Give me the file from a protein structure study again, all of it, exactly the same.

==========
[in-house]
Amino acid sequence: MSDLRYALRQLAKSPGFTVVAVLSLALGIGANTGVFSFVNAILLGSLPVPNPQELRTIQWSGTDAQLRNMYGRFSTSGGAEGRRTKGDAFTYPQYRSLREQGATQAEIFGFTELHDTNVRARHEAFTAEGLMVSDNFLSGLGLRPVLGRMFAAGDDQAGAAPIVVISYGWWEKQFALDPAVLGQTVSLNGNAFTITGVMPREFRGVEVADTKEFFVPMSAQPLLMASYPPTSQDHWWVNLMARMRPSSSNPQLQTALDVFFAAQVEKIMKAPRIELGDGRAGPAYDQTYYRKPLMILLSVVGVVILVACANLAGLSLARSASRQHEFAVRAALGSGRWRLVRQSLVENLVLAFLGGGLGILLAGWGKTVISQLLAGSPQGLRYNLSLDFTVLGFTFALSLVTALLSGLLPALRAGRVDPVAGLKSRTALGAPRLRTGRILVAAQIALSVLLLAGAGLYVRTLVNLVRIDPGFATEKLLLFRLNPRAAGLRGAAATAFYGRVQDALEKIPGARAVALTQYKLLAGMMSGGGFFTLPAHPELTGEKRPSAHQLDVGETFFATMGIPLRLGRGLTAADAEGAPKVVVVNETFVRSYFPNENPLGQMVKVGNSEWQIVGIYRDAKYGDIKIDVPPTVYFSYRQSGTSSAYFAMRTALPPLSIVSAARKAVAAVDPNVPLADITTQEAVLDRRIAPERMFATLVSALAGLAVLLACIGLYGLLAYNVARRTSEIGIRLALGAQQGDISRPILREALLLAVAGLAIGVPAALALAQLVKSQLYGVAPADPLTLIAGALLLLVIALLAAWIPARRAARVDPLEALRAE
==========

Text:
[in-house]
Amino acid sequence: MSDLRYALRQLAKSPGFTVVAVLSLALGIGANTGVFSFVNAILLGSLPVPNPQELRTIQWSGTDAQLRNMYGRFSTSGGAEGRRTKGDAFTYPQYRSLREQGATQAEIFGFTELHDTNVRARHEAFTAEGLMVSDNFLSGLGLRPVLGRMFAAGDDQAGAAPIVVISYGWWEKQFALDPAVLGQTVSLNGNAFTITGVMPREFRGVEVADTKEFFVPMSAQPLLMASYPPTSQDHWWVNLMARMRPSSSNPQLQTALDVFFAAQVEKIMKAPRIELGDGRAGPAYDQTYYRKPLMILLSVVGVVILVACANLAGLSLARSASRQHEFAVRAALGSGRWRLVRQSLVENLVLAFLGGGLGILLAGWGKTVISQLLAGSPQGLRYNLSLDFTVLGFTFALSLVTALLSGLLPALRAGRVDPVAGLKSRTALGAPRLRTGRILVAAQIALSVLLLAGAGLYVRTLVNLVRIDPGFATEKLLLFRLNPRAAGLRGAAATAFYGRVQDALEKIPGARAVALTQYKLLAGMMSGGGFFTLPAHPELTGEKRPSAHQLDVGETFFATMGIPLRLGRGLTAADAEGAPKVVVVNETFVRSYFPNENPLGQMVKVGNSEWQIVGIYRDAKYGDIKIDVPPTVYFSYRQSGTSSAYFAMRTALPPLSIVSAARKAVAAVDPNVPLADITTQEAVLDRRIAPERMFATLVSALAGLAVLLACIGLYGLLAYNVARRTSEIGIRLALGAQQGDISRPILREALLLAVAGLAIGVPAALALAQLVKSQLYGVAPADPLTLIAGALLLLVIALLAAWIPARRAARVDPLEALRAE